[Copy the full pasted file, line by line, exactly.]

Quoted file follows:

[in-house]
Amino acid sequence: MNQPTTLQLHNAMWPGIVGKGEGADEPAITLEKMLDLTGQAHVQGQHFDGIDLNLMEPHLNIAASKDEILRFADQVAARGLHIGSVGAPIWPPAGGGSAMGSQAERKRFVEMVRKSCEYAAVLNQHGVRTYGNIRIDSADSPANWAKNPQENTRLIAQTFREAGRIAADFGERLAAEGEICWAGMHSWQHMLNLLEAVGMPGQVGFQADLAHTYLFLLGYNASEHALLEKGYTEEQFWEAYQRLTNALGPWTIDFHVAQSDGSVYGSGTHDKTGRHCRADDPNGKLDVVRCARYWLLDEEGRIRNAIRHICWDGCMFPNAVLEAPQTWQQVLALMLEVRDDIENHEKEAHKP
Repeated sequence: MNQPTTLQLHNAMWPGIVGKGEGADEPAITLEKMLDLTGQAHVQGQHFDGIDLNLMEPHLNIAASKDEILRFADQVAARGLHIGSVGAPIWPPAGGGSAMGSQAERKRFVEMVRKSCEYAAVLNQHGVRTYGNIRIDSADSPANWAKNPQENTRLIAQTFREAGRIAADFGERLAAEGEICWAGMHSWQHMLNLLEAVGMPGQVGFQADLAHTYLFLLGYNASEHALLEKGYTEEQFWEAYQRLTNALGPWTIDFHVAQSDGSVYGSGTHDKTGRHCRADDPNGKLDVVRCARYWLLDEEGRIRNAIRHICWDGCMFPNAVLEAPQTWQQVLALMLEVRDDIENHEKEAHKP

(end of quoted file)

[in-house]
Amino acid sequence: MNQPTTLQLHNAMWPGIVGKGEGADEPAITLEKMLDLTGQAHVQGQHFDGIDLNLMEPHLNIAASKDEILRFADQVAARGLHIGSVGAPIWPPAGGGSAMGSQAERKRFVEMVRKSCEYAAVLNQHGVRTYGNIRIDSADSPANWAKNPQENTRLIAQTFREAGRIAADFGERLAAEGEICWAGMHSWQHMLNLLEAVGMPGQVGFQADLAHTYLFLLGYNASEHALLEKGYTEEQFWEAYQRLTNALGPWTIDFHVAQSDGSVYGSGTHDKTGRHCRADDPNGKLDVVRCARYWLLDEEGRIRNAIRHICWDGCMFPNAVLEAPQTWQQVLALMLEVRDDIENHEKEAHKP
Repeated sequence: MNQPTTLQLHNAMWPGIVGKGEGADEPAITLEKMLDLTGQAHVQGQHFDGIDLNLMEPHLNIAASKDEILRFADQVAARGLHIGSVGAPIWPPAGGGSAMGSQAERKRFVEMVRKSCEYAAVLNQHGVRTYGNIRIDSADSPANWAKNPQENTRLIAQTFREAGRIAADFGERLAAEGEICWAGMHSWQHMLNLLEAVGMPGQVGFQADLAHTYLFLLGYNASEHALLEKGYTEEQFWEAYQRLTNALGPWTIDFHVAQSDGSVYGSGTHDKTGRHCRADDPNGKLDVVRCARYWLLDEEGRIRNAIRHICWDGCMFPNAVLEAPQTWQQVLALMLEVRDDIENHEKEAHKP